High-Frequency Trading and Market Performance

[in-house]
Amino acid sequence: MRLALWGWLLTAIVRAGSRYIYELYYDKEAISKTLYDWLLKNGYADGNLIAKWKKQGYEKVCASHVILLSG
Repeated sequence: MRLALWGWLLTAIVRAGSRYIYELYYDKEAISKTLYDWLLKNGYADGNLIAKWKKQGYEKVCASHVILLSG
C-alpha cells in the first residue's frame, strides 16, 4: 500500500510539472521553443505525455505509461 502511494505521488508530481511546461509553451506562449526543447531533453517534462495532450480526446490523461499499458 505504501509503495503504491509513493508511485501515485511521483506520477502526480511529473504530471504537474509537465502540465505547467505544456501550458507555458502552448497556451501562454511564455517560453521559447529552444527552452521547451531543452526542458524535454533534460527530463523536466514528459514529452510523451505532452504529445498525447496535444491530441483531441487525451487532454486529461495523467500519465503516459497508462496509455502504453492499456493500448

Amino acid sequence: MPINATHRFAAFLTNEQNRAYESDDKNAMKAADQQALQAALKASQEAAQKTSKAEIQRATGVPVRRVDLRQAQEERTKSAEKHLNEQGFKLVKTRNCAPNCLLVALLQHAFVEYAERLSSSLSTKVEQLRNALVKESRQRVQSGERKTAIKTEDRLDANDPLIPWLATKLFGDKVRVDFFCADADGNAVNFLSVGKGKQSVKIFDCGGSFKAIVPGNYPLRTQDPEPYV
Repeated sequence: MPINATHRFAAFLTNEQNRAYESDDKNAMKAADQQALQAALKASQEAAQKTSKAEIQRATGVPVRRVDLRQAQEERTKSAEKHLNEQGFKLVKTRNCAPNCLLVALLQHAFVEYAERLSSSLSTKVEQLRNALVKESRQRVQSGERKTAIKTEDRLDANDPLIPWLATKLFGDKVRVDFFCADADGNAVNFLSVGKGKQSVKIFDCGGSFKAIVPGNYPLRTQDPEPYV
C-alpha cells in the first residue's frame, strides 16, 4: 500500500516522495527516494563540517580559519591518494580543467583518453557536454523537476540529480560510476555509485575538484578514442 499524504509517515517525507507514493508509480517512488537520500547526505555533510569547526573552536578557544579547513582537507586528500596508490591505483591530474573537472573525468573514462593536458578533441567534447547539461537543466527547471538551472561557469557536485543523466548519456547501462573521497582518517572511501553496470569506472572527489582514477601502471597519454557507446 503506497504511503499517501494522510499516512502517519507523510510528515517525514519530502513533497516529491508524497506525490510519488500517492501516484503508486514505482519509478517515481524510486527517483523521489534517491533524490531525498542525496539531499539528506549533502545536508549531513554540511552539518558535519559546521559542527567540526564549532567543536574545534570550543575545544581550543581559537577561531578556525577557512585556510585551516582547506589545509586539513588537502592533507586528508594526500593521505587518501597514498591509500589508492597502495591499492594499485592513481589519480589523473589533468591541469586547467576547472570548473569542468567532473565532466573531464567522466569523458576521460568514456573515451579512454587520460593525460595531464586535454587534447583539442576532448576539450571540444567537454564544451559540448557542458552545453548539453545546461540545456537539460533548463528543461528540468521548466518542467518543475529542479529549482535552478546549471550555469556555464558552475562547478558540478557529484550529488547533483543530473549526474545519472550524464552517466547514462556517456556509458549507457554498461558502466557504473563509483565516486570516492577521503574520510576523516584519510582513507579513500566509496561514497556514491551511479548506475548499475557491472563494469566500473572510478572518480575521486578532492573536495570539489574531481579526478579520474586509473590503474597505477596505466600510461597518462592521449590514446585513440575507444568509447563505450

High-frequency trading has transformed financial markets in recent years. We study the consequences of this development using a model with multiple trading venues, costly information acquisition, and several types of traders. An increase in trading speed crowds out information acquisition by reducing the gains from trading against mispriced quotes. Thus, faster speeds have two effects on traditional measures of market performance. First, the bid-ask spread declines, since there are fewer informational asymmetries. Second, price efficiency deteriorates, since less information is available to be incorporated into prices. A general tradeoff exists between low spreads and price efficiency. We characterize the frontier of this tradeoff and evaluate several trading mechanisms within this framework. The prevalent limit order book mechanism generally does not induce outcomes on this frontier. We consider two alternatives: first, a small delay added to the processing of all orders except cancellations, and second, frequent batch auctions. Both induce equilibrium outcomes on this frontier.